U.S. Sen. Scott Brown raised about $5 million in the second quarter of 2012, less than the more than $8.6 million raised by Democratic rival Elizabeth Warren during the same three months.
Brown's campaign released the total Wednesday, saying that about two-thirds of his campaign donors who gave during the quarter are from Massachusetts. The campaign didn't say how much of the $5 million came from inside the state.
Warren has also not said how much of the money she collected from May-June came from outside Massachusetts.
Brown's campaign finance director said he was pleased with the level of donations to the Republican incumbent.
"We are extremely grateful for the strong showing of support for Senator Brown from the people at home who know him best," John Cook said in a statement.
The $5 million brings Brown's campaign fundraising total to about $17 million when added to figures previously posted by the Federal Elections Commission.
That's compared to the more than $24 million Warren has raised so far this election cycle.
Brown still has an edge in cash on hand, however: The campaign said it had $15.5 million in its account at the end of the quarter. That's compared with $13.5 million for Warren, a Harvard Law School professor.
Warren's campaign said more than 80 percent of its second-quarter donations were $50 or less, and more than half were $25 or less. The campaign said June was its most successful single month to date, with $3.1 million raised during the month.
A full breakdown of the fundraising totals from both candidates was not immediately released by either camp. Warren's campaign said they plan to file her full report with the FEC electronically on Sunday.
An aide to Warren also said tens of thousands of Massachusetts residents have already contributed to the candidate.
"So far, more than 40,500 residents of Massachusetts have donated to Elizabeth's campaign," Warren spokeswoman Alethea Harney said in a statement Wednesday. "Her proven record of standing up for middle class families is building strong grassroots support across the commonwealth."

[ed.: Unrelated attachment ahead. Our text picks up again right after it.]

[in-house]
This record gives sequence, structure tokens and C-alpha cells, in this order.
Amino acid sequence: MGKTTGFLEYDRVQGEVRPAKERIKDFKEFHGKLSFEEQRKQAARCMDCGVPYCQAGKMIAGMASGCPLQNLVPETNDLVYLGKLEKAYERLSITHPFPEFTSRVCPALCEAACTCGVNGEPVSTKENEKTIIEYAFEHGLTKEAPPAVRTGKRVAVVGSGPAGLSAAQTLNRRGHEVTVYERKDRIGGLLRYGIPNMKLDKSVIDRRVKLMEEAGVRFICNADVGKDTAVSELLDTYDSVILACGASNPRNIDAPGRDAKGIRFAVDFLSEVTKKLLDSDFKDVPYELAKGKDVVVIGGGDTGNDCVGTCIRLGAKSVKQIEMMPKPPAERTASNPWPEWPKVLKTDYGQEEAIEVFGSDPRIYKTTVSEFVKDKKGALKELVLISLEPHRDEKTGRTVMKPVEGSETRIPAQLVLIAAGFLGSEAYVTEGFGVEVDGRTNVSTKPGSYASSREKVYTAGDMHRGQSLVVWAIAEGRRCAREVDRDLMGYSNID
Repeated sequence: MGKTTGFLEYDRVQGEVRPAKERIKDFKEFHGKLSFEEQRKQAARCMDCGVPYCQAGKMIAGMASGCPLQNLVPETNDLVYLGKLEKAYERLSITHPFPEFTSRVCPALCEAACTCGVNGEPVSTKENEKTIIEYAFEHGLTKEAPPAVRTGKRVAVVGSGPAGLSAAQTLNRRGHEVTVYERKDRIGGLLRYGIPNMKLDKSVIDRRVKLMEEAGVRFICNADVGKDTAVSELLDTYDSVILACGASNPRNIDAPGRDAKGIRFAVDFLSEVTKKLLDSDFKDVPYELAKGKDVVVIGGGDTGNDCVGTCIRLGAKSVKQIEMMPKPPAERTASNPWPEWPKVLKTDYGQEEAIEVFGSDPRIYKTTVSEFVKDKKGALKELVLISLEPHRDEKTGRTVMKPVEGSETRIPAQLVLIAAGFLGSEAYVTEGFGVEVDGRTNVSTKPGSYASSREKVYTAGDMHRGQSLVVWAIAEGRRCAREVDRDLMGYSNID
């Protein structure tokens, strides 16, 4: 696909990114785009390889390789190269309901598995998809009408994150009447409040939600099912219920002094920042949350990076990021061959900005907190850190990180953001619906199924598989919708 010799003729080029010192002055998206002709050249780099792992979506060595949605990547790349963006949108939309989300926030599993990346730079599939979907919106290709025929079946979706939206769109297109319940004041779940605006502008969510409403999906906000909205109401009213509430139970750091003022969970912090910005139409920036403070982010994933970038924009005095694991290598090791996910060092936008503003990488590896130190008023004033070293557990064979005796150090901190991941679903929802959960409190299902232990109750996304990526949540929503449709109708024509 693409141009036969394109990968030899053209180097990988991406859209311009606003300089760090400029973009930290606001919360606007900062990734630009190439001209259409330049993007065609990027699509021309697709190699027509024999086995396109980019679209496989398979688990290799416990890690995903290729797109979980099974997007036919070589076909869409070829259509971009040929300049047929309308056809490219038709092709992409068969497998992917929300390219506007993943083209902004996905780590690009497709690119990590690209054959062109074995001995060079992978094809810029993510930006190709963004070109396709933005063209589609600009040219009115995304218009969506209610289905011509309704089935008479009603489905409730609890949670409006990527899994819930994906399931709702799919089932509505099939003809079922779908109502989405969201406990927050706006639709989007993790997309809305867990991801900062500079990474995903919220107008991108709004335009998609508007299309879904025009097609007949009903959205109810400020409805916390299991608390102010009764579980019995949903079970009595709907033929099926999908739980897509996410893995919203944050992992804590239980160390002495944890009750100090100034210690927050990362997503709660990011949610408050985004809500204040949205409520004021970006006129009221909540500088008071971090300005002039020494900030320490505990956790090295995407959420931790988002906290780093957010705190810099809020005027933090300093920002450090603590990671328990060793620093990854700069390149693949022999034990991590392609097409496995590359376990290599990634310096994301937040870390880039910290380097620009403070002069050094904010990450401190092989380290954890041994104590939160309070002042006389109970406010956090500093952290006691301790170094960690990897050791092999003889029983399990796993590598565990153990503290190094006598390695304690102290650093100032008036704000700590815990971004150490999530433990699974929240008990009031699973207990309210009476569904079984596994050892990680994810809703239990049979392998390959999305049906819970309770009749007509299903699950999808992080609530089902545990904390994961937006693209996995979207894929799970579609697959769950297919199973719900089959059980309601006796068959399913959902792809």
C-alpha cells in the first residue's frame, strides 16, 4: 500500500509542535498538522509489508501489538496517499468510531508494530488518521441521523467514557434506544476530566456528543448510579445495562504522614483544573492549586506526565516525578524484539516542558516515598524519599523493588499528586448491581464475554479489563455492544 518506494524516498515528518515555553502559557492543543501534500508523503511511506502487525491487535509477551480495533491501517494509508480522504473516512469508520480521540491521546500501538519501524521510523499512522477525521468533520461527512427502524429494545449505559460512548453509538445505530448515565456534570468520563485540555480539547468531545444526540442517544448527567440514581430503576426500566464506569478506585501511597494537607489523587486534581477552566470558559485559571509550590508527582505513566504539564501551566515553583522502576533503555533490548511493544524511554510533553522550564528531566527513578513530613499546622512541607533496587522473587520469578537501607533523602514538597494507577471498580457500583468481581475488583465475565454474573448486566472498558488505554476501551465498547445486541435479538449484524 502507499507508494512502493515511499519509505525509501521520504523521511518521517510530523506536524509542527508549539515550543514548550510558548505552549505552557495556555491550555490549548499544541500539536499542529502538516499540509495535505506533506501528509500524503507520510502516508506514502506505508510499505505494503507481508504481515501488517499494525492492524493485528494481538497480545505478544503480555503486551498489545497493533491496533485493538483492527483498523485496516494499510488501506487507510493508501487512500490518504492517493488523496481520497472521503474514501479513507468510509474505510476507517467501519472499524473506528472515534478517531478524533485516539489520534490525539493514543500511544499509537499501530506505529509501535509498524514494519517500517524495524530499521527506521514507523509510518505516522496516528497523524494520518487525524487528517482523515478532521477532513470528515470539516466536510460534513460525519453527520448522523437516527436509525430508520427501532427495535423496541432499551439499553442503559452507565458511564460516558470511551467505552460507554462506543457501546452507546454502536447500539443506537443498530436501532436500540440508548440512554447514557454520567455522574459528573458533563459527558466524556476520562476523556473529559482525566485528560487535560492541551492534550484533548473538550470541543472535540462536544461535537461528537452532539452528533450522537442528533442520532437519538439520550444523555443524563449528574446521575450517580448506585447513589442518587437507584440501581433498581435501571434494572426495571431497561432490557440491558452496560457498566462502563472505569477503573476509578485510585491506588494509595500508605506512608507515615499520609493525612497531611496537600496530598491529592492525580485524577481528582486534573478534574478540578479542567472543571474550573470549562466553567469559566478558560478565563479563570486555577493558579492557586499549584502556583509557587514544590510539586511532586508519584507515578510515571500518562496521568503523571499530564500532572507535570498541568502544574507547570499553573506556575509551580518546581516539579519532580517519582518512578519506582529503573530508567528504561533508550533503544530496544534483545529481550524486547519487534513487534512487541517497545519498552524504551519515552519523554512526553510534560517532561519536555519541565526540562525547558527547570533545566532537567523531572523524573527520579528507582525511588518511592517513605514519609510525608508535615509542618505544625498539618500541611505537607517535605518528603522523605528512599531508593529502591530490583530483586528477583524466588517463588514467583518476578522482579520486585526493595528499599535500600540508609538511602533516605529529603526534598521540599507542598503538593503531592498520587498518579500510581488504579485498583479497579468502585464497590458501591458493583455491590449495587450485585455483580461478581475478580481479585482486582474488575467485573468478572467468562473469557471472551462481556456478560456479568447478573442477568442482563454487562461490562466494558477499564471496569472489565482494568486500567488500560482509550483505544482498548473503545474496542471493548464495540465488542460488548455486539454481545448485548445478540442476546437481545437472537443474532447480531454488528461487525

Brown's campaign said the election won't be decided by which candidate raises the most money, but on "two very different visions for our future."
"Professor Warren may have the support of the out-of-state, left-wing interest groups, but no amount of money can change the fact that she supports job-destroying tax hikes," Cook said.
The enormous sums being raised by Brown and Warren virtually guarantee the race for the Senate in Massachusetts will be one of the costliest — if not the costliest — in the country.
Unlike other states, however, the Massachusetts campaign has been largely free of attack ads by third-party groups — and will remain so if a deal signed by both candidates holds.
Under the agreement, a candidate who benefits from a third-party group's advertisement has to pay half the cost of the ad to a charity named by the other candidate. To date, Brown has paid nearly $36,000 to Warren's charity. Warren hasn't had to write a check.
Warren is challenging Brown in the November election. Brown won a special election in January 2010 to succeed the late Democratic Sen. Edward Kennedy.
This program aired on July 11, 2012. The audio for this program is not available.